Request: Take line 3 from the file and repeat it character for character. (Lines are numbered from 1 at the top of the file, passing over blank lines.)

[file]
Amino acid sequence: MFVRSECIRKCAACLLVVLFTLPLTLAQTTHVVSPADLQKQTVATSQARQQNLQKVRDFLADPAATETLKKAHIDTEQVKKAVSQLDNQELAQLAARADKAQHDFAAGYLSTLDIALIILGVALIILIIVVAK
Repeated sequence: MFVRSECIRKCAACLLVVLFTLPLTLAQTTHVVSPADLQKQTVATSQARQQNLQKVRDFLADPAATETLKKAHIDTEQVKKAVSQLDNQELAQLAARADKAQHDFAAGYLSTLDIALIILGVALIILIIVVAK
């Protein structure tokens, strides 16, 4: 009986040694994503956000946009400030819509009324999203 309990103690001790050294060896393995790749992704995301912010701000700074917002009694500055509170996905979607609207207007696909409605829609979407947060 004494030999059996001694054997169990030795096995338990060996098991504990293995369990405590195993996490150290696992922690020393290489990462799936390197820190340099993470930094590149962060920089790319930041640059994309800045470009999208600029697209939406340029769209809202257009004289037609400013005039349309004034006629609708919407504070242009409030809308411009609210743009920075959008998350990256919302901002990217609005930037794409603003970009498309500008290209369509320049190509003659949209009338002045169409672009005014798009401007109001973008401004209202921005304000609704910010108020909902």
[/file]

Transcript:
């Protein structure tokens, strides 16, 4: 009986040694994503956000946009400030819509009324999203 309990103690001790050294060896393995790749992704995301912010701000700074917002009694500055509170996905979607609207207007696909409605829609979407947060 004494030999059996001694054997169990030795096995338990060996098991504990293995369990405590195993996490150290696992922690020393290489990462799936390197820190340099993470930094590149962060920089790319930041640059994309800045470009999208600029697209939406340029769209809202257009004289037609400013005039349309004034006629609708919407504070242009409030809308411009609210743009920075959008998350990256919302901002990217609005930037794409603003970009498309500008290209369509320049190509003659949209009338002045169409672009005014798009401007109001973008401004209202921005304000609704910010108020909902």